A greater engagement between the two countries is helpful, but it is a double-edged sword. Certainly, better understanding between leaders reduces the risk of greater distrust. But it could also expect China to deliver more than it is ready to do. And, not least, as the engagement is strengthened, expectations of each other will increase. Historian Wang Gungwu for the Straits Times.
Interesting times indeed. The Xi-Obama summit sees engagement thrown into the US-China mix while both sides build up respective pivots to contain each other – strategic proxy pieces unveiling in this year alone.
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Greater US-China ties can cut both ways
By Wang Gungwu For The Straits Times
Source – Straits Times, published June 10, 2013
There is rising alarm at the new capacity of the Chinese to buy their way to influence and potential dominance. That was the way many saw the US not long ago. China is now likely to be seen in the same light. — PHOTO: AP
LAST week’s meeting in California between the presidents of China and the United States won the world’s attention. It was convenient for Mr Xi Jinping to stop by after Mexico and it was significant that the meeting was held on American soil. The chance for the two men to get to know each other better is clearly significant for the two countries’ future relationship. The fact that the two have different interests, however, cannot be wished away.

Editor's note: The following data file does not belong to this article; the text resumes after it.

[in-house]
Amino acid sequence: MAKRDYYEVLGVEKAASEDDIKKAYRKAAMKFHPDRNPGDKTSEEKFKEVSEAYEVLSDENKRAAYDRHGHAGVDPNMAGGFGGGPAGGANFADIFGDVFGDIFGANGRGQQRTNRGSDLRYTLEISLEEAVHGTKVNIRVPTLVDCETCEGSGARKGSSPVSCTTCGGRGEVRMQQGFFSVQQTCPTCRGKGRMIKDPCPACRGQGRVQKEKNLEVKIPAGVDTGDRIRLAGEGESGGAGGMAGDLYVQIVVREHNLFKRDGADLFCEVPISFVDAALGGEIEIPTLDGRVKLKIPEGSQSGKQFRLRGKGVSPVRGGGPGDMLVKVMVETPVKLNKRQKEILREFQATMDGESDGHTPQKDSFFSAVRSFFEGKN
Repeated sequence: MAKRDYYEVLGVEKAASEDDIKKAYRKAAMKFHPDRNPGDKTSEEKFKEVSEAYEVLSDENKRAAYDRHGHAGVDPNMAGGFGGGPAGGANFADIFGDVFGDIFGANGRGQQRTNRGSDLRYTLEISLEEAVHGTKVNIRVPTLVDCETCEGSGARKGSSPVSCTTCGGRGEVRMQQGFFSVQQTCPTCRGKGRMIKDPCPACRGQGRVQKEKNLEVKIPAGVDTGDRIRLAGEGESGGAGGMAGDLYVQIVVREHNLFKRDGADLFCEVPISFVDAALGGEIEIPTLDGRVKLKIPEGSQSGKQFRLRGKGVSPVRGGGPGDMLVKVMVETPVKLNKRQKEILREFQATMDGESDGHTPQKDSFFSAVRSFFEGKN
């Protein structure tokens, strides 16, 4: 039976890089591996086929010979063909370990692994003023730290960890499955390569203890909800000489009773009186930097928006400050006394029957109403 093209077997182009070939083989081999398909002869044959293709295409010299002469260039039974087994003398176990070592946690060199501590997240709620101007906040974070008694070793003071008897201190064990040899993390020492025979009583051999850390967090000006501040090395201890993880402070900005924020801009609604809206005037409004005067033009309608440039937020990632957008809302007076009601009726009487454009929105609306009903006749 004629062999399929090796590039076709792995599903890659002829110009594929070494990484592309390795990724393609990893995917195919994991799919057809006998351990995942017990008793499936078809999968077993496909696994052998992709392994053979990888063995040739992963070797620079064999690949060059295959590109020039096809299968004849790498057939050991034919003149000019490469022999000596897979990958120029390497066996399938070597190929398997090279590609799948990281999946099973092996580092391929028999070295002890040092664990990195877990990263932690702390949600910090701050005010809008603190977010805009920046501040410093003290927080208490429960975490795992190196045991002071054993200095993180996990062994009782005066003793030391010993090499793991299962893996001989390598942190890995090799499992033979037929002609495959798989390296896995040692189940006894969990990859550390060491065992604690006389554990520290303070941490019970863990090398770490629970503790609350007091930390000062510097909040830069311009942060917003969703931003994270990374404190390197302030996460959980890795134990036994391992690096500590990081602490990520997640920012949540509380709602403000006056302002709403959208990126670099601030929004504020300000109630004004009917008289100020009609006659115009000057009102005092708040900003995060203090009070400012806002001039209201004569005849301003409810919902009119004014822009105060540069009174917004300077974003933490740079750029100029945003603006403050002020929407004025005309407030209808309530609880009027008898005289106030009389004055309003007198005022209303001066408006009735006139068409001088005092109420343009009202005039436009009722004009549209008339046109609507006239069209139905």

It has been easy for the popular media in each country to portray the other by highlighting what its peoples expect to hear. For example, many Chinese see America as weakening: its liberal capitalist economy is failing, President Barack Obama and his political opponents are fatally divided, and the military planners are determined to contain China in order for America to remain forever dominant in Asia.
At its core, US national interest leads its leaders to think in Cold War terms. Hence the system of alliances from that period is being kept to ensure that ultimately the communist system in China will collapse as it did in the Soviet Union two decades earlier. Most Chinese believe that this factor explains much of what the US is doing in Asia today.
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